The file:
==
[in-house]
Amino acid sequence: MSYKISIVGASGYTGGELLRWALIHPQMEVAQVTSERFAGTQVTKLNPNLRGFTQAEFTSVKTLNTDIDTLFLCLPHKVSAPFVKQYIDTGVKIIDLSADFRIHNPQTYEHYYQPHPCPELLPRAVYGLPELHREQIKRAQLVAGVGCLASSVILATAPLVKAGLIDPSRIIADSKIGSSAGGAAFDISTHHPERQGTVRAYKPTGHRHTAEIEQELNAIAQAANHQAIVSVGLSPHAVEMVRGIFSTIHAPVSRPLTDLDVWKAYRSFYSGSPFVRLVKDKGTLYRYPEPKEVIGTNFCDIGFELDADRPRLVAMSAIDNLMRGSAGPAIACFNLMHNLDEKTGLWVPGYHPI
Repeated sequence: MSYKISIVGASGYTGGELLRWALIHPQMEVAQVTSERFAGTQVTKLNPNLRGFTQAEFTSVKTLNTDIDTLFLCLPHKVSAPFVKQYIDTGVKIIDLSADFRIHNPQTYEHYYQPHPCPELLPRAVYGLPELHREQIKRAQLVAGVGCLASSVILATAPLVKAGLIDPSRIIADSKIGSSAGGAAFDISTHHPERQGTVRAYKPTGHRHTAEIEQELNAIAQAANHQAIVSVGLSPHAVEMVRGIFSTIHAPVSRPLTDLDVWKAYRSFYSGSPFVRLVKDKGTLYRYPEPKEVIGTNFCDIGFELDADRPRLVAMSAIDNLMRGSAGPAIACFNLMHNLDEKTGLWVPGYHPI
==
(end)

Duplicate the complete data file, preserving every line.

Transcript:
[in-house]
Amino acid sequence: MSYKISIVGASGYTGGELLRWALIHPQMEVAQVTSERFAGTQVTKLNPNLRGFTQAEFTSVKTLNTDIDTLFLCLPHKVSAPFVKQYIDTGVKIIDLSADFRIHNPQTYEHYYQPHPCPELLPRAVYGLPELHREQIKRAQLVAGVGCLASSVILATAPLVKAGLIDPSRIIADSKIGSSAGGAAFDISTHHPERQGTVRAYKPTGHRHTAEIEQELNAIAQAANHQAIVSVGLSPHAVEMVRGIFSTIHAPVSRPLTDLDVWKAYRSFYSGSPFVRLVKDKGTLYRYPEPKEVIGTNFCDIGFELDADRPRLVAMSAIDNLMRGSAGPAIACFNLMHNLDEKTGLWVPGYHPI
Repeated sequence: MSYKISIVGASGYTGGELLRWALIHPQMEVAQVTSERFAGTQVTKLNPNLRGFTQAEFTSVKTLNTDIDTLFLCLPHKVSAPFVKQYIDTGVKIIDLSADFRIHNPQTYEHYYQPHPCPELLPRAVYGLPELHREQIKRAQLVAGVGCLASSVILATAPLVKAGLIDPSRIIADSKIGSSAGGAAFDISTHHPERQGTVRAYKPTGHRHTAEIEQELNAIAQAANHQAIVSVGLSPHAVEMVRGIFSTIHAPVSRPLTDLDVWKAYRSFYSGSPFVRLVKDKGTLYRYPEPKEVIGTNFCDIGFELDADRPRLVAMSAIDNLMRGSAGPAIACFNLMHNLDEKTGLWVPGYHPI